In some applications where Vin has a reasonable limited current, it may be possible to operate the regulators at higher voltages by replacing D1 with a zener-diode with a sufficient power dissipation capability.

Do calculate how much heatsink you require for a given application. Small clip-on heatsinks are insufficient in many cases.
The thermal characteristics between manufacturers / types can vary widely. A TO-220 cased LM317 comes with a junction-to-case thermal resistance between 1 °C/W and 5 °C/W.


Spread-sheet LM317 calculations.
Calculates component values, output voltage including component tolerances, output noise, and basic thermal parameters.

Appendix A: LM317 output noise.

Some people have the idea that the LM317 series are very low-noise regulators compared to e.g. LM7xxx type regulators.
This may - or may not - be true. It depends on the application.
Comparing datasheet values is difficult ( to put it mildly ) as the specifications are given under different operation conditions.
Noise and ripple rejection can be specified at different load currents - both are load current dependent.
Noise can be specified at different bandwidths - requiring a little math to compare them ( assuming it is pure thermal noise of course ).
The only way to find the best regulator for a given application is to measure the performance in that application.
Despite this, modern 3-terminal regulators are excellent value for money and overall they are difficult to match with a discrete design. Don't bother with one ( discrete design, that is ) unless you have very special requirements.
The table below is an attempt to compare datasheet values for LM3x7 and LM7xxx regulators. Measurements do not exactly agree.
When measured like here, LM3x7 regulators have a 4 dB..11 dB better noise performance than LM7xxx regulators. However, I have seen applications where the opposite is true.

The data used for following calculation are from the datasheets listed in "References".

The LM317 output noise is specified as 0.003% * Vout in a 10 Hz to 10 kHz bandwidth.
To find the output voltage noise, simply multiply 0.003% with the output voltage.
With C2 in circuit, the LM317 AC voltage gain is one, so the output voltage noise is 0.003% * 1.25 V.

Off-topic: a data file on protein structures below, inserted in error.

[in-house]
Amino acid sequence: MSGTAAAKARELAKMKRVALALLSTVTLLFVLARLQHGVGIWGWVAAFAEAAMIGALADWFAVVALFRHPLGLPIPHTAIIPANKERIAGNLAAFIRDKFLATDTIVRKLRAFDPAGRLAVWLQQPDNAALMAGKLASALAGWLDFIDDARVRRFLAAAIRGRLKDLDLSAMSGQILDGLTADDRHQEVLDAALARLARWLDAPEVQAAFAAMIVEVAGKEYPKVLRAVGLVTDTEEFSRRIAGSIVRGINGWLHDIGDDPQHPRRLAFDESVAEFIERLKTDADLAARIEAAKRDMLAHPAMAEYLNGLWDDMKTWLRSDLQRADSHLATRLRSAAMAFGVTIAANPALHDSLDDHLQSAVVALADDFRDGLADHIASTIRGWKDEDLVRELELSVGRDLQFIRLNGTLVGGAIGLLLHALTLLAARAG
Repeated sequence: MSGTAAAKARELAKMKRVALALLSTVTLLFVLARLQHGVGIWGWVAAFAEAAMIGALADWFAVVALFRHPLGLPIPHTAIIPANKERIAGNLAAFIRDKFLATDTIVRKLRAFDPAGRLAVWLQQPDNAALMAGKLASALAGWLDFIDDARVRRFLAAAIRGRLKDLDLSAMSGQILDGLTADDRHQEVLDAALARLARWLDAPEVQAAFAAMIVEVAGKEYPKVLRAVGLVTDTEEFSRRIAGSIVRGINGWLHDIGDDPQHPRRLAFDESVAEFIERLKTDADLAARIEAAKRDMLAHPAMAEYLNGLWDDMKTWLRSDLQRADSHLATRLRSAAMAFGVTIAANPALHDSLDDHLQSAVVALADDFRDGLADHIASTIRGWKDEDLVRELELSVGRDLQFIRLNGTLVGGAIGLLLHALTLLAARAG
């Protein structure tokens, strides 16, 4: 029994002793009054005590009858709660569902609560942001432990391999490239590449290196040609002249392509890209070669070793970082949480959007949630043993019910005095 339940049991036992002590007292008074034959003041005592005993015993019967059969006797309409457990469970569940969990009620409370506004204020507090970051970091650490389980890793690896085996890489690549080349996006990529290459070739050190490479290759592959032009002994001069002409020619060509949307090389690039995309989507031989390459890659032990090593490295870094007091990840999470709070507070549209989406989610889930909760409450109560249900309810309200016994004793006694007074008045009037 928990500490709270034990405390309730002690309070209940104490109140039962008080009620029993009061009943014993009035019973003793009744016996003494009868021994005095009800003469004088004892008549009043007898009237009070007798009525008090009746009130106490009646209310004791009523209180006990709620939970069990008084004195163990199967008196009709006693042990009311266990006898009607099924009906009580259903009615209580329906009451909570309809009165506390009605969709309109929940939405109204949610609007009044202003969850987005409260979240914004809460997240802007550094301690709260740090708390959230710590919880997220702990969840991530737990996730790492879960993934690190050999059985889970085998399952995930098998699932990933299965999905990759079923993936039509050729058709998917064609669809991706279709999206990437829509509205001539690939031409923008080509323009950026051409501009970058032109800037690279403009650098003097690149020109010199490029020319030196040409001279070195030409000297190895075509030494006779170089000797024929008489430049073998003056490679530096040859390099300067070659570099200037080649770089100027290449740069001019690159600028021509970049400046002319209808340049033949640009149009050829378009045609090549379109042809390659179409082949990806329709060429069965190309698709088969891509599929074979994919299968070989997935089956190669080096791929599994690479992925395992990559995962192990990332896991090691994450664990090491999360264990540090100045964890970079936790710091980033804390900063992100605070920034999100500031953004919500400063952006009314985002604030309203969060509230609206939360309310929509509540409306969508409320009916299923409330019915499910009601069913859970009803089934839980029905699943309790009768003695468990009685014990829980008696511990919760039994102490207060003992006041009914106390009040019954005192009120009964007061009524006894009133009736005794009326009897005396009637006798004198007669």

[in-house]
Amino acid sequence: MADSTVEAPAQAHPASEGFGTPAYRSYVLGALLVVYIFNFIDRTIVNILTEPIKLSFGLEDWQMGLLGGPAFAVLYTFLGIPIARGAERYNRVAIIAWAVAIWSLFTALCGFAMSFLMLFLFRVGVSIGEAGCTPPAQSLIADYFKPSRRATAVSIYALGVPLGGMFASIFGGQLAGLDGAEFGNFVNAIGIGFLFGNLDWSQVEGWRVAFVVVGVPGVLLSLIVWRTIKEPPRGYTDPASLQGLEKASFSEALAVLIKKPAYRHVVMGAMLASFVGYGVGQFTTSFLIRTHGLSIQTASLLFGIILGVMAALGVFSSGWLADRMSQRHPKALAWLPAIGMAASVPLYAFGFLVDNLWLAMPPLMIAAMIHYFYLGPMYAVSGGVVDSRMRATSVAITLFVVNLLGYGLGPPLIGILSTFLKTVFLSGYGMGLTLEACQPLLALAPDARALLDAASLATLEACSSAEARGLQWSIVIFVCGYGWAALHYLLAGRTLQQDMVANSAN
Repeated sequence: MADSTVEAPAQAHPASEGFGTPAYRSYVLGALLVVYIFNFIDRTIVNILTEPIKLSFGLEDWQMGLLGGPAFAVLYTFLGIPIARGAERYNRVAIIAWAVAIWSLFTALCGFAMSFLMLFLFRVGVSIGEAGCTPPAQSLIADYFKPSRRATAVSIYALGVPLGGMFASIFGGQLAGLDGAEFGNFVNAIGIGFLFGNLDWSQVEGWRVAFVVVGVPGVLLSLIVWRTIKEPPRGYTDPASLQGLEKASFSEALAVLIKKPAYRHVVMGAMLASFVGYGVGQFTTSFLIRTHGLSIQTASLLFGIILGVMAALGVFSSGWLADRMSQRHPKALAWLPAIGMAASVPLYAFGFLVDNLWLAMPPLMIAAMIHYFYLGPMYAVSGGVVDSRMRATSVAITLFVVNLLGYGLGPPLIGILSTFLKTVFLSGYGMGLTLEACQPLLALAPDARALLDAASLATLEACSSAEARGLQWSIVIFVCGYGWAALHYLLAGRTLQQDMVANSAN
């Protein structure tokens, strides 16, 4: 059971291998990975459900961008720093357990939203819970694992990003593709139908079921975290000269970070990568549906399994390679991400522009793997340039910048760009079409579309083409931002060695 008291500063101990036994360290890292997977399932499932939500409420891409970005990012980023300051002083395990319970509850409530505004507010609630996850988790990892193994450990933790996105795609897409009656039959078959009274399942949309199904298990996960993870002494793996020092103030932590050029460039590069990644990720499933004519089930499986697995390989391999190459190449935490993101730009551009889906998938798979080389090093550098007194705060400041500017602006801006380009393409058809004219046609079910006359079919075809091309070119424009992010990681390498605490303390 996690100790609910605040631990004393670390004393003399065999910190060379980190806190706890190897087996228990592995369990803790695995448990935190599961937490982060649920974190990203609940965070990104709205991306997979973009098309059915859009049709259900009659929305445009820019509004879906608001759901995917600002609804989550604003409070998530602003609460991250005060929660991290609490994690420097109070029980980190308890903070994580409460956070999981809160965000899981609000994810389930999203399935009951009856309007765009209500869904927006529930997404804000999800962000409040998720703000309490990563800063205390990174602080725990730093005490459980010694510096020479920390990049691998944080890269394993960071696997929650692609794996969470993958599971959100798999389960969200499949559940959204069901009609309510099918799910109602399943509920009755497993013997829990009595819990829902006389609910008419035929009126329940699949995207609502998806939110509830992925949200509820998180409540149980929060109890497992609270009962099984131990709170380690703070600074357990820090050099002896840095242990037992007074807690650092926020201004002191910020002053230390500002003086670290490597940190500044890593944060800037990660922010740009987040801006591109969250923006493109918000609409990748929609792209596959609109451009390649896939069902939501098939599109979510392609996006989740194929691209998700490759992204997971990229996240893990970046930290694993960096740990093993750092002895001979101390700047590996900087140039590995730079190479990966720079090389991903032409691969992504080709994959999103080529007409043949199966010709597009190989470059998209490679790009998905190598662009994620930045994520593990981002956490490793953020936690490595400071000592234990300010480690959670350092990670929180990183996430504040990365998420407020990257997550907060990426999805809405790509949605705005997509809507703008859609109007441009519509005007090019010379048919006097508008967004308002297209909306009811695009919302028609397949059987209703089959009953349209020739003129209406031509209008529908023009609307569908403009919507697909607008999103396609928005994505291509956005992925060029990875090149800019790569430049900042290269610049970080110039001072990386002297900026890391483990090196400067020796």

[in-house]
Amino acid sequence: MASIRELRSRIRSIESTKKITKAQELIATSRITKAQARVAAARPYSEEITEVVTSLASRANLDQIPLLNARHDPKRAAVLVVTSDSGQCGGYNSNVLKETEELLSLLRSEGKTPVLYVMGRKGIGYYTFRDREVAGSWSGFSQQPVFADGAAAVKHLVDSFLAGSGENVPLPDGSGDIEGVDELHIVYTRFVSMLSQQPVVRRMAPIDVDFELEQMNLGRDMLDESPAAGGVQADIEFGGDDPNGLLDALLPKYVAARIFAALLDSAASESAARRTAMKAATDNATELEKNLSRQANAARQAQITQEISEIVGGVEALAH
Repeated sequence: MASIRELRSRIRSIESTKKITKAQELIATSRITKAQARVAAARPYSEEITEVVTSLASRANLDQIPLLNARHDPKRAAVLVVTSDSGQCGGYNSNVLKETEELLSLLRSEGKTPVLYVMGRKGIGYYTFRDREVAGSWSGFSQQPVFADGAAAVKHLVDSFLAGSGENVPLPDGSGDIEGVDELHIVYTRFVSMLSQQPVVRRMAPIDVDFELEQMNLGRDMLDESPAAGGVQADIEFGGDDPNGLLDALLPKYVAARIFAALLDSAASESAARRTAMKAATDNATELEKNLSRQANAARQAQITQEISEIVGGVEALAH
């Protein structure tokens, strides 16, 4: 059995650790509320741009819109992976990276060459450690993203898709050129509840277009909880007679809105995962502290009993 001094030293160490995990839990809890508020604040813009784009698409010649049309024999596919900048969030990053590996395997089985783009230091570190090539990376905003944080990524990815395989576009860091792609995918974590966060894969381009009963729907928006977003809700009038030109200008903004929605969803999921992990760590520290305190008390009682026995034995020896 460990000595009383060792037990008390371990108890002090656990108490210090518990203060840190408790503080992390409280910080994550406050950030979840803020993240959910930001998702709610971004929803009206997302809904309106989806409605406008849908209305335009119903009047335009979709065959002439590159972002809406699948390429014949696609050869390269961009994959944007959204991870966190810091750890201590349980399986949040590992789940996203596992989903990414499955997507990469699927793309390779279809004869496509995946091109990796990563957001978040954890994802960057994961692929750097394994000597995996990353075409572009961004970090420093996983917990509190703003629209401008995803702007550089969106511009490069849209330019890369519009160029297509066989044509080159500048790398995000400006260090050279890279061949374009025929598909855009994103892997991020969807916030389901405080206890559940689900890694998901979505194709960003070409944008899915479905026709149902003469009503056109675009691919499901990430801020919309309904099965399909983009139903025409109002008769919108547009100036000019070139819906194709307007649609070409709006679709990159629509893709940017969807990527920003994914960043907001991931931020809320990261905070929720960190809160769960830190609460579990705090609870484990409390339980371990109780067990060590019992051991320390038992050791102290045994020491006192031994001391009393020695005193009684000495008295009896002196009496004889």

The LM78xx output voltage noise is specified as V in a 10 Hz to 100 kHz bandwidth.

Measurements are from a real rectifier/regulator circuit, C2=10 µF, C4=100 µF. Ripple voltage is in all cases below wide-band noise.

Table A1: Output noise of some regulators.
Output voltage noise
10 Hz to 10 kHz (1)
Output voltage noise
10 Hz to 100 kHz (1)
Output voltage
noise density
Output voltage noise
20 kHz BW
Measured output
voltage noise
22 Hz to 22 kHz
at 50 mA load (2)
Measured output
voltage noise
22 Hz to 22 kHz
at 100 mA load (2)
LM317, no C25 V150 µV 1.5 µV/√Hz210 µV  
LM317, C2=10 µF5 V38 µV 380 nV/√Hz53 µV  
LM78055 V 40 µV130 nV/√Hz18 µV  
LM337, no C2-5 V150 µV 1.5 µV/√Hz210 µV  
LM337, C2=10 µF-5 V38 µV 380 nV/√Hz53 µV  
LM7905-5 V 125 µV400 nV/√Hz56 µV  
LM317, no C212 V360 µV 3.6 µV/√Hz510 µV  
LM317, C2=10 µF12 V38 µV 380 nV/√Hz53 µV  
LM781212 V 300 µV240 nV/√Hz34 µV  
LM337, no C2-12 V360 µV 3.6 µV/√Hz510 µV  
LM337, C2=10 µF-12 V38 µV 380 nV/√Hz53 µV  
LM7912-12 V 75 µV950 nV/√Hz130 µV  
LM317, no C215 V450 µV 4.5 µV/√Hz640 µV  
LM317, C2=10 µF15 V38 µV 380 nV/√Hz53 µV33 µV33 µV
LM781515 V 90 µV280 nV/√Hz40 µV52 µV57 µV
LM337, no C2-15 V450 µV 4.5 µV/√Hz640 µV  
LM337, C2=10 µF-15 V38 µV 380 nV/√Hz53 µV35 µV36 µV
LM7915-15 V 380 µV1.2 µV/√Hz170 µV120 µV130 µV

(1)Datasheet value.
(2)Noise measurement filter with 20 kHz noise-bandwidth.

[5] are some actual noise measurements on LM3x7 regulators.


[1] Texas Instruments: LM117, LM317-N datasheet, SNVS774P - May 2004 – Revised October 2015
[2] Texas Instruments: LM340, LM340A, LM7805, LM7812, LM7815 datasheet, SNOSBT0L – February 2000 – Revised September 2016
[3] Texas Instruments: LM137, LM337-N datasheet, SNVS778E - May 1999 – Revised January 2016
[4] Texas Instruments: LM7905, LM7912, LM7915 datasheet, SNOSBQ7C - June 1999 – Revised May 2013
[5] TNT Audio: "Simple Voltage Regulators"
Some measurements on LM3x7 noise performance.